Part XIII in the UNESCO Arid Zone research series. By UNESCO; Authors: I. C. Chopra, B. K. Abrol, K. L. Handa, R. Paris, and G. Dillemann. Price, $3. Pp. 96. Columbia University Press, 2960 Broadway, New York 27, 1960.
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This booklet is essentially an inventory and description of higher plants native to arid and semiarid zones of the world, with commentary upon their medicinal uses, commercial possibilities, and a consideration of certain non-native plants that might profitably be introduced.
Part I describes the anatomical, physiological, and ecological features of plants adapted to arid regions. Survival problems peculiar to such plants are briefly discussed. Twelve plant families, including about 37 genera and possibly 70 species, are discussed regarding their value as medicinal plants. A list (also serving as an index to species discussed) totalling 471 species of medicinal plants found in arid zones of the world is included.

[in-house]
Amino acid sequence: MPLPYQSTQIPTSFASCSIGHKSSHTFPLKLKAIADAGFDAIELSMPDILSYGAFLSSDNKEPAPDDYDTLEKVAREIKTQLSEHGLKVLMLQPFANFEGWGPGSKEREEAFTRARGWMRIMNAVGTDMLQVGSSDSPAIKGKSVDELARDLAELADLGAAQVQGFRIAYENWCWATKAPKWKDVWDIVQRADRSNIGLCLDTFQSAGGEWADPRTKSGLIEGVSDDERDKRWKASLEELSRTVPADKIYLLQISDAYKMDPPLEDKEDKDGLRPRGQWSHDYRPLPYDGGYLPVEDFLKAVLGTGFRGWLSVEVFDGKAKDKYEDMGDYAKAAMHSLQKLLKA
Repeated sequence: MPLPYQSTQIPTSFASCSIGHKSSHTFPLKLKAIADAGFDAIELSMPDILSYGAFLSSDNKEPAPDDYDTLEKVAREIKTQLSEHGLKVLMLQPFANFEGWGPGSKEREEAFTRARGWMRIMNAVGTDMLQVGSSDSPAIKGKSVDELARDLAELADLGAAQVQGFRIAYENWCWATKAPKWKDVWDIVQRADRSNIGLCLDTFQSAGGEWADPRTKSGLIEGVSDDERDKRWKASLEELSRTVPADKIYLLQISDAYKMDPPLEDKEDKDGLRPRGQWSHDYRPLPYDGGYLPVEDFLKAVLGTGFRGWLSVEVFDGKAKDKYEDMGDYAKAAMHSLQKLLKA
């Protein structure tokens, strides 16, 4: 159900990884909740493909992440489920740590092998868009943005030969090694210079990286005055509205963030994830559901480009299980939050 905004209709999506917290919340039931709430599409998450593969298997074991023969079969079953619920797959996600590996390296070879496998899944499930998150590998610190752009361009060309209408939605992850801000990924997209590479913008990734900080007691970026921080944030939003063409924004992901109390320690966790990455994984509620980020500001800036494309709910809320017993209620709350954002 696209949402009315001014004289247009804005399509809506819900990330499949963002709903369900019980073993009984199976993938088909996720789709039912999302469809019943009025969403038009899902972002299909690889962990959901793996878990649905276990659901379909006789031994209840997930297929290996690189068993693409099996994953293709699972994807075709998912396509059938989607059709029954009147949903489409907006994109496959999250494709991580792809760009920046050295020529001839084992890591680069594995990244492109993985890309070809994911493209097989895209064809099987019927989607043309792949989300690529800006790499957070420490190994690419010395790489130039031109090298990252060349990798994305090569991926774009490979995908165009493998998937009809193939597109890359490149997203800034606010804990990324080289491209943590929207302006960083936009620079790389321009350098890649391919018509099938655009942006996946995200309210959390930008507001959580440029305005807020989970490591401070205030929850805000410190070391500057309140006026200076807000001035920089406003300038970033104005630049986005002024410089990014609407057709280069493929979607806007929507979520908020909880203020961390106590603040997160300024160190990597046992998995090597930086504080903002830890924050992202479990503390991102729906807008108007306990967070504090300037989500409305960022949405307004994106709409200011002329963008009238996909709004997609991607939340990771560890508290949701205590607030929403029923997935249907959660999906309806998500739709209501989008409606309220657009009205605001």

Part II considers the pharmacological aspects of plants in arid zones. The influence of aridity, soils, and climate upon the synthesis and concentration of active principles is discussed. Some specific examples are cited demonstrating the effects of aridity upon the production of
Dean HL. Medical Plants in the Arid Zones. Arch Intern Med. 1961;108(5):813-814. doi:10.1001/archinte.1961.03620110153039